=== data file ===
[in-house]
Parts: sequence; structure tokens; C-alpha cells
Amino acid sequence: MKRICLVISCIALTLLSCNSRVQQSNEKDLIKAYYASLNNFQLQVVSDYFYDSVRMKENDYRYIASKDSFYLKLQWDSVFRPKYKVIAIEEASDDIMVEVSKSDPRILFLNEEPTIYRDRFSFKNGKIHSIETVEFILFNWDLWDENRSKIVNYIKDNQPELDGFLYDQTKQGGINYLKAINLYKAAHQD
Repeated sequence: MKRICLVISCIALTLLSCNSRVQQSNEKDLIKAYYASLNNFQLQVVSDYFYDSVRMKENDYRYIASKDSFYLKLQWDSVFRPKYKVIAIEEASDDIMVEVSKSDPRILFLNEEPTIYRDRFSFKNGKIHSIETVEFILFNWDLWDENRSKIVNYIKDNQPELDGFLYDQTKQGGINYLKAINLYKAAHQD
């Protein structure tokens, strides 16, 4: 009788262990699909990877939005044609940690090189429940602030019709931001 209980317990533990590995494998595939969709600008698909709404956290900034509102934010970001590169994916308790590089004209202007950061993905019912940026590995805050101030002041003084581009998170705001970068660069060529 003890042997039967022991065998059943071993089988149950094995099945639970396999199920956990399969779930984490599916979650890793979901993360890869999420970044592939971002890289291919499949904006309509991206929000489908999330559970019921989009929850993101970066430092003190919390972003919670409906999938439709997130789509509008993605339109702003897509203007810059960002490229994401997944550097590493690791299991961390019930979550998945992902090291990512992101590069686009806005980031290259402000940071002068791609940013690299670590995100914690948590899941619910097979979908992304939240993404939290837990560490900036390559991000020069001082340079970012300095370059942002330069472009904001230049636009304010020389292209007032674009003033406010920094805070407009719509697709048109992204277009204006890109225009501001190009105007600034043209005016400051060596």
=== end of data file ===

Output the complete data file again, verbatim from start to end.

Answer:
[in-house]
Parts: sequence; structure tokens; C-alpha cells
Amino acid sequence: MKRICLVISCIALTLLSCNSRVQQSNEKDLIKAYYASLNNFQLQVVSDYFYDSVRMKENDYRYIASKDSFYLKLQWDSVFRPKYKVIAIEEASDDIMVEVSKSDPRILFLNEEPTIYRDRFSFKNGKIHSIETVEFILFNWDLWDENRSKIVNYIKDNQPELDGFLYDQTKQGGINYLKAINLYKAAHQD
Repeated sequence: MKRICLVISCIALTLLSCNSRVQQSNEKDLIKAYYASLNNFQLQVVSDYFYDSVRMKENDYRYIASKDSFYLKLQWDSVFRPKYKVIAIEEASDDIMVEVSKSDPRILFLNEEPTIYRDRFSFKNGKIHSIETVEFILFNWDLWDENRSKIVNYIKDNQPELDGFLYDQTKQGGINYLKAINLYKAAHQD
């Protein structure tokens, strides 16, 4: 009788262990699909990877939005044609940690090189429940602030019709931001 209980317990533990590995494998595939969709600008698909709404956290900034509102934010970001590169994916308790590089004209202007950061993905019912940026590995805050101030002041003084581009998170705001970068660069060529 003890042997039967022991065998059943071993089988149950094995099945639970396999199920956990399969779930984490599916979650890793979901993360890869999420970044592939971002890289291919499949904006309509991206929000489908999330559970019921989009929850993101970066430092003190919390972003919670409906999938439709997130789509509008993605339109702003897509203007810059960002490229994401997944550097590493690791299991961390019930979550998945992902090291990512992101590069686009806005980031290259402000940071002068791609940013690299670590995100914690948590899941619910097979979908992304939240993404939290837990560490900036390559991000020069001082340079970012300095370059942002330069472009904001230049636009304010020389292209007032674009003033406010920094805070407009719509697709048109992204277009204006890109225009501001190009105007600034043209005016400051060596």